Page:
I've been reading quite a bit today on how the world is doing in meeting the UN's Millenium Development Goals that were established in 2000. If you are not familiar with them, the goals are:
1. Eradicate extreme poverty and hunger.
2. Achieve universal primary education.
3. Promote gender equality and empower women.
4. Reduce child mortality.
5. Improve maternal health.
6. Combat HIV and AIDS, malaria, and other disease.
7. Ensure environmental sustainability.
8. Develop a global partnership for development.
As we have now reached the half-way point, various reports have been issued examining just how successful we have been in meeting these goals. Great strides have been made in reducing child mortality, the number of people living in extreme poverty has been reduced by 130 million, overall incomes have increased as has life expectancy. While there has been some very encouraging progress made, it would appear that the progress has been far from uniform as the growth in some countries has far outweighed the growth in others (See the UN Millennium Project website for more information.)
More troubling is the failure of the G8 nations to live up to their commitment to double their aid to struggling nations by 2010. According to World Vision's ChildView Magazine, the world's richest countries are only 14% of the way toward meeting that goal. With the recent economic turbulence around the globe, it is unlikely that we'll see much progress made until world markets stabilize again.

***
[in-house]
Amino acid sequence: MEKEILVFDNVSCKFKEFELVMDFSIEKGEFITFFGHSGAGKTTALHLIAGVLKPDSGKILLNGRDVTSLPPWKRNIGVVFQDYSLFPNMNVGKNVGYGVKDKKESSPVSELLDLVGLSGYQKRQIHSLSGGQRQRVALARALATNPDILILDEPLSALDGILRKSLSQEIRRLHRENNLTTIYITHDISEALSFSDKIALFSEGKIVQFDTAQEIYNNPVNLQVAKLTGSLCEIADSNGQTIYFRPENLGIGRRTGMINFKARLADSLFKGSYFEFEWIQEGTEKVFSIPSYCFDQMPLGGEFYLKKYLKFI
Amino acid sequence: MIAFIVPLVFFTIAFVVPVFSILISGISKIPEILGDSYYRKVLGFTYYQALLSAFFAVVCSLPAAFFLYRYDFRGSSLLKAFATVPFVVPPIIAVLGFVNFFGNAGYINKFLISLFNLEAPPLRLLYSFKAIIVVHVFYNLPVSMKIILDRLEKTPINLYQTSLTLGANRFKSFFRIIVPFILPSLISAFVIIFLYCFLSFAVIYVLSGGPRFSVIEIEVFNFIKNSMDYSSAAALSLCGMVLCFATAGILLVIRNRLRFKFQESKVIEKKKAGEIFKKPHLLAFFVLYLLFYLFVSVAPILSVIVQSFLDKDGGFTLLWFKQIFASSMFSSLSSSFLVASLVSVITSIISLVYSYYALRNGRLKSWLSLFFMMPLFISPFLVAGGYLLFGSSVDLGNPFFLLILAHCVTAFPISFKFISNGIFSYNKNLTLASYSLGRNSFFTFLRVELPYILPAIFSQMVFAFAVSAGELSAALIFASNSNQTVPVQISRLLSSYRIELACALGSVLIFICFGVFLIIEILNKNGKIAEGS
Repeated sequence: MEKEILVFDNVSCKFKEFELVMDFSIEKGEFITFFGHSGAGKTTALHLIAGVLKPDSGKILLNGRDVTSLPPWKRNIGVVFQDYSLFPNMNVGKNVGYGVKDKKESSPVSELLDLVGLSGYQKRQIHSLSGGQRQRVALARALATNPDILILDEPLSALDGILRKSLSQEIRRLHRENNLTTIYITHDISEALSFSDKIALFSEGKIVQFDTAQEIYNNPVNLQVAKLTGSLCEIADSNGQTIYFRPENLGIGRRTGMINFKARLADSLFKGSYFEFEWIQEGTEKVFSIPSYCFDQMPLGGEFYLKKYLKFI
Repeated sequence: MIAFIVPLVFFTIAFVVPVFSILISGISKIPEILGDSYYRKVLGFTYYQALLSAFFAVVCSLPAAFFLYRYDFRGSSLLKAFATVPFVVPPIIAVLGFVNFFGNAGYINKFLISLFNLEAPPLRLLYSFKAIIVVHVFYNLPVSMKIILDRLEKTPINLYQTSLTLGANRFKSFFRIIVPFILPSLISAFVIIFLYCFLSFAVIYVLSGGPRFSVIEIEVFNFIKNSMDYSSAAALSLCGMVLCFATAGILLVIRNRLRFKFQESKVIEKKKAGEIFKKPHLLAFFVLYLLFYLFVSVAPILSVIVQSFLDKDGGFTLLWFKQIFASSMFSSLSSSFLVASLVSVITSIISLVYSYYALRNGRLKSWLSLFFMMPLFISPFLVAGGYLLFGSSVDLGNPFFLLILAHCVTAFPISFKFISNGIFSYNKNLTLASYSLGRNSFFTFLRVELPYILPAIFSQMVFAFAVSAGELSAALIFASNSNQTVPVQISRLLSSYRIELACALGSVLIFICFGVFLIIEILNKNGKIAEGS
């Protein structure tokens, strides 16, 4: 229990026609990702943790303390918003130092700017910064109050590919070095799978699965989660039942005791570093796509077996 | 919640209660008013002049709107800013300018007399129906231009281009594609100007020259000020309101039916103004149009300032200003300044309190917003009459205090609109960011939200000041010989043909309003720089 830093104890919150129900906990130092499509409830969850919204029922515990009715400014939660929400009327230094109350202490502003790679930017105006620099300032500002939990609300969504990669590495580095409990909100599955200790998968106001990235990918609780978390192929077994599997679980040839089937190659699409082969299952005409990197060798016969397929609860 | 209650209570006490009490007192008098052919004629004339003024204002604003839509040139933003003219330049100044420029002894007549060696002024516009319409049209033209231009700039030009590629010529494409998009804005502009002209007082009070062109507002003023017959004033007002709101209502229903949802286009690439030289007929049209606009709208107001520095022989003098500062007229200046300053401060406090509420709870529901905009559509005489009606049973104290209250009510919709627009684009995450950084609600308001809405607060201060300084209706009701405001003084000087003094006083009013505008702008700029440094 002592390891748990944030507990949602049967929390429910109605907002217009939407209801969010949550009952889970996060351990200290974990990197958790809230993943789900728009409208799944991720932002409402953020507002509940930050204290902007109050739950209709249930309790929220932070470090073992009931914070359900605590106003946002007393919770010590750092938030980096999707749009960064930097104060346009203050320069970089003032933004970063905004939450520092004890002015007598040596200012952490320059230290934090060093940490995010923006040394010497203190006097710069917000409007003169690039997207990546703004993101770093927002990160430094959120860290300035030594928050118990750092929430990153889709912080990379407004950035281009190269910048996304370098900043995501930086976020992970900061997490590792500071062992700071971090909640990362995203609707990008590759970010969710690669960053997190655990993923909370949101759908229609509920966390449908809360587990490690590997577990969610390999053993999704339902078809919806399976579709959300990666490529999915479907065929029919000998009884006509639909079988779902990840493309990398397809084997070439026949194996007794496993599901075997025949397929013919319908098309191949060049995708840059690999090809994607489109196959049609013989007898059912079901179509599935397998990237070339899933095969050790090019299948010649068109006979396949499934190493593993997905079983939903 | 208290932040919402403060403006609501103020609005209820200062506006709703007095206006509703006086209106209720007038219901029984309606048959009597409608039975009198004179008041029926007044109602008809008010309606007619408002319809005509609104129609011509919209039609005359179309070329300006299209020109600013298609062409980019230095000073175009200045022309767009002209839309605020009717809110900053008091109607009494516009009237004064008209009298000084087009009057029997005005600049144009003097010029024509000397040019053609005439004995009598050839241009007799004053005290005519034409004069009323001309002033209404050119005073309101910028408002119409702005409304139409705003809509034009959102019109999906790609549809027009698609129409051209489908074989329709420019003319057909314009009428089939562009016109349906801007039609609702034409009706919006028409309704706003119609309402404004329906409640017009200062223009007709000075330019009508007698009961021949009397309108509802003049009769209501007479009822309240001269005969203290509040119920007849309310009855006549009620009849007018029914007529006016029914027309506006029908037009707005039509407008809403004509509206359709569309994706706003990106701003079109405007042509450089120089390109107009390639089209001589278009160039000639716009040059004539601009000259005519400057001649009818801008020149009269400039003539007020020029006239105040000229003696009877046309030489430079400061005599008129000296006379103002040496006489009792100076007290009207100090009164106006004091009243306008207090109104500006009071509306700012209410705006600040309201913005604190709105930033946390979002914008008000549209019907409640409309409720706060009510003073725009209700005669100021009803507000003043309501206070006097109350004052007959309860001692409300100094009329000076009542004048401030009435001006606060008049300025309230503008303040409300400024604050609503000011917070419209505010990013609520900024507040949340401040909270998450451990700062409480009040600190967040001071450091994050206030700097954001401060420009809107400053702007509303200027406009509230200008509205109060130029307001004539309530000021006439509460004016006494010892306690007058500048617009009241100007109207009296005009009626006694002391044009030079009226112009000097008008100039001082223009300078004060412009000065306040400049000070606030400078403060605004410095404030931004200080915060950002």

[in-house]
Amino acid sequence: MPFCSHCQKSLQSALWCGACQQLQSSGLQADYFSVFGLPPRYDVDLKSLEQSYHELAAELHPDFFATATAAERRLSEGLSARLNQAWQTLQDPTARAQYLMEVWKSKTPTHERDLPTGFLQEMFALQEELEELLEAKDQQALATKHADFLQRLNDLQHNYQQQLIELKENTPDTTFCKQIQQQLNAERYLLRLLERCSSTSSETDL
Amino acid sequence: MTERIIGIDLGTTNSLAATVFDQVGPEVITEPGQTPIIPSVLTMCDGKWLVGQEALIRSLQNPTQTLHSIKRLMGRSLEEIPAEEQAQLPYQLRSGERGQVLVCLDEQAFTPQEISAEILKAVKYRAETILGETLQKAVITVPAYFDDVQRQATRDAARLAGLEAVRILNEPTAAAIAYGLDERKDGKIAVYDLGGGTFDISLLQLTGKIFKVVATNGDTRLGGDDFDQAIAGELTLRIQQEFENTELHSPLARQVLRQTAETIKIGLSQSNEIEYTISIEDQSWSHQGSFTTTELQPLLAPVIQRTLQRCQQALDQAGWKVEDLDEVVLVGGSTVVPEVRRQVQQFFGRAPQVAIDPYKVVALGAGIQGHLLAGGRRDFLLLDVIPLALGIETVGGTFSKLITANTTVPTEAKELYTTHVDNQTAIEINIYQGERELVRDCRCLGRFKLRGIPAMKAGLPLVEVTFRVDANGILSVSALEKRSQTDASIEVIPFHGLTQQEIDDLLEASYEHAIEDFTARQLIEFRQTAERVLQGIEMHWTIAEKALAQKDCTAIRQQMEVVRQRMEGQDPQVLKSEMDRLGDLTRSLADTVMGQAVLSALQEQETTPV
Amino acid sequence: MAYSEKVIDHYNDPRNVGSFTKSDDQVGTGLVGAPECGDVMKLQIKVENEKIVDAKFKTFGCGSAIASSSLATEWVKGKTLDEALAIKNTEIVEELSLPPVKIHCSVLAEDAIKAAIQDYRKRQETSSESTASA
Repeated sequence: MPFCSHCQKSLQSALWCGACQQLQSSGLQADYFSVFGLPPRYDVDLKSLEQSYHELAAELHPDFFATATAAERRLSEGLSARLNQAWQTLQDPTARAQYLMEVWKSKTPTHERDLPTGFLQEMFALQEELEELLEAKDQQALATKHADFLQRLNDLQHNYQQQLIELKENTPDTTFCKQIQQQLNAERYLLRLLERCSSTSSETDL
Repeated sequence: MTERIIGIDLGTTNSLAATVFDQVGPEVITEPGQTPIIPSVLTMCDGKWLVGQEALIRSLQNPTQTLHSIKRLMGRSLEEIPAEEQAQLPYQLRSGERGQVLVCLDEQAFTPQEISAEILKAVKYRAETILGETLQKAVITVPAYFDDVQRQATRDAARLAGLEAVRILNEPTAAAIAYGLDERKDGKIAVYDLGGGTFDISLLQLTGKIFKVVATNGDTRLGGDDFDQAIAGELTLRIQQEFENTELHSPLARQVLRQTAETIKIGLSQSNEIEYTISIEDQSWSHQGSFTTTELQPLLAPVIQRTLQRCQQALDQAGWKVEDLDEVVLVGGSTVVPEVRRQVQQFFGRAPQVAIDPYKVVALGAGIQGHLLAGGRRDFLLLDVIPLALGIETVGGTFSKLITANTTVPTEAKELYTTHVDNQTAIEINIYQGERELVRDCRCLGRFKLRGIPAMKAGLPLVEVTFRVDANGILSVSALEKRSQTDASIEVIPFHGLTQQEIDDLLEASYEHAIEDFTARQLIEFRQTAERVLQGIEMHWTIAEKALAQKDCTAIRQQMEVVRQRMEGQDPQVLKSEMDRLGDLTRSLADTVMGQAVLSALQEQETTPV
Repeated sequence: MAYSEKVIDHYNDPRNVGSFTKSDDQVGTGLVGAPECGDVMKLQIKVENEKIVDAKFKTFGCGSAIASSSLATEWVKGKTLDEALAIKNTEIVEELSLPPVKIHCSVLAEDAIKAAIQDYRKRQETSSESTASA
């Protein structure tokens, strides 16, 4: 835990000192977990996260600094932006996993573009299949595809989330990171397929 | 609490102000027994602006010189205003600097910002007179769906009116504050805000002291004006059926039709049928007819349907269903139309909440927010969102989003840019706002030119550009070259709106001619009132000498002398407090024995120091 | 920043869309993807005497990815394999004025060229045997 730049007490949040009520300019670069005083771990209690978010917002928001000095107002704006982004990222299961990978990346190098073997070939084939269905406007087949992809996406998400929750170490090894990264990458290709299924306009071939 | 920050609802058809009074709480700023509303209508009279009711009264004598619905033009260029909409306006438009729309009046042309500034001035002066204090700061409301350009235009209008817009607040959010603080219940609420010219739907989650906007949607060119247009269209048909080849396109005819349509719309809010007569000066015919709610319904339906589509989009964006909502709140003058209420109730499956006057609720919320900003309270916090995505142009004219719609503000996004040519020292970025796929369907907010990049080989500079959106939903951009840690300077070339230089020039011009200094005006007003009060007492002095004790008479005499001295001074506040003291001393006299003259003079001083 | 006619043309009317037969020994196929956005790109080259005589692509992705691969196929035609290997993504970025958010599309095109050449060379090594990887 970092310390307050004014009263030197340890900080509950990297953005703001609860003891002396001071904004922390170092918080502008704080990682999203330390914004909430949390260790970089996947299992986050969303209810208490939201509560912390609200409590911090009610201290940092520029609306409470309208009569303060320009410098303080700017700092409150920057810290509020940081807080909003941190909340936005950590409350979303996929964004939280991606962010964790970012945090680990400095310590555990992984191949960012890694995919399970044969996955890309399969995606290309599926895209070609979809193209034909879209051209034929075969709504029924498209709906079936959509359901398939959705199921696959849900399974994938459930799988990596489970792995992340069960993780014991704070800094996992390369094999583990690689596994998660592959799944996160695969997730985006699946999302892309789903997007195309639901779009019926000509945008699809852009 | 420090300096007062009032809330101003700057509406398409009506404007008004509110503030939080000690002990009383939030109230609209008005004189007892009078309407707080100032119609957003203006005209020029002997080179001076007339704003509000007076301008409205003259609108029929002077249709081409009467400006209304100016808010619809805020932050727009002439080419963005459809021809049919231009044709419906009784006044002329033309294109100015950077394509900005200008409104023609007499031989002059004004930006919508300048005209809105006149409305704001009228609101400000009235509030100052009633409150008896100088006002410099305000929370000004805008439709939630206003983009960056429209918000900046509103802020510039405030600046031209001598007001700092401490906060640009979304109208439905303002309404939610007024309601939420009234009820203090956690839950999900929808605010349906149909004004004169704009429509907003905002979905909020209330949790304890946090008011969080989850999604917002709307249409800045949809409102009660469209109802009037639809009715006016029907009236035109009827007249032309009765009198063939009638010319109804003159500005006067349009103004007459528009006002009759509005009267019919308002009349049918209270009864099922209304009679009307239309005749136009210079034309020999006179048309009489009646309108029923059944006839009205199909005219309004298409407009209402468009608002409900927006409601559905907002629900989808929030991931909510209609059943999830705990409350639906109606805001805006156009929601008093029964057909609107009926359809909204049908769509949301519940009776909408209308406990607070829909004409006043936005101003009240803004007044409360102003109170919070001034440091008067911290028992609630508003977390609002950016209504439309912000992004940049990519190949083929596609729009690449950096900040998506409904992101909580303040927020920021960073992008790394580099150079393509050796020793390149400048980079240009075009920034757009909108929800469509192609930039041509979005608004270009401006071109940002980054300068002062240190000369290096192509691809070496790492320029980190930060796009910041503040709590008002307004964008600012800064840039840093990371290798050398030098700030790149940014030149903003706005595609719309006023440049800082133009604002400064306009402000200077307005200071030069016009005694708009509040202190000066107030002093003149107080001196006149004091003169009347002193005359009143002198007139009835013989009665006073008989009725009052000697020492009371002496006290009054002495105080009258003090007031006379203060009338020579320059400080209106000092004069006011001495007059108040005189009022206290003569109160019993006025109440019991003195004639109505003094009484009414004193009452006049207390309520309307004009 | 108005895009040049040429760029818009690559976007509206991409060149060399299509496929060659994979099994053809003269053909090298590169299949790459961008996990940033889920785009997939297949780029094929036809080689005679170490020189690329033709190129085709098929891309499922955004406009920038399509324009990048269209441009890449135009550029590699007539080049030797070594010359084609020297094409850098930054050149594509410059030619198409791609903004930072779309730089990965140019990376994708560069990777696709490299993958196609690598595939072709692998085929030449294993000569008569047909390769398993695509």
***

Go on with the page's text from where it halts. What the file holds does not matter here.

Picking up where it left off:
As I read an article on global poverty in The Link & Visitor, a Canadian Baptist Women's magazine, one line in particular jumped out at me: "Clearly, we are not doing enough." Will we ever do enough? Can we ever meet even one of the millennium development goals? Will we ever see a day when no man, woman, or child has to beg for food? It would seem to me that the human race has been dedicating itself to these issues for a very long time, and while the MDG's have made a significant impact, as has the work of everyone from field workers "in the trenches" to celebrity spokespeople, I don't know that it is "enough" or that we will ever do "enough." All of our efforts, all of our awareness campaigns, all of our pleas to feed the world will fall short without a fundamental change in the human heart.
Frankly, we cannot force people to care about their neighbours, to share from their own wealth, to do all they can to improve the lives of others, without mercy and compassion being planted deep in the heart. And I know of no other way to do that then to introduce people to Jesus and the love that He offers. All of our human efforts will eventually fail, but with a heart full of compassion, those who ask the question "who is my neighbour" will eventually be led to the answer found in the parable of the good samaritan:
"Now which of these three would you say was a neighbour to the man who was attacked by bandits?" The man replied, "The one who showed him mercy." Then Jesus said, "Yes, now go and do the same." (Luke 10: 36-37)
May we who call ourselves Jesus followers not fail to demonstrate what it means to be good neighbours, whether they are next door or on the other side of the globe.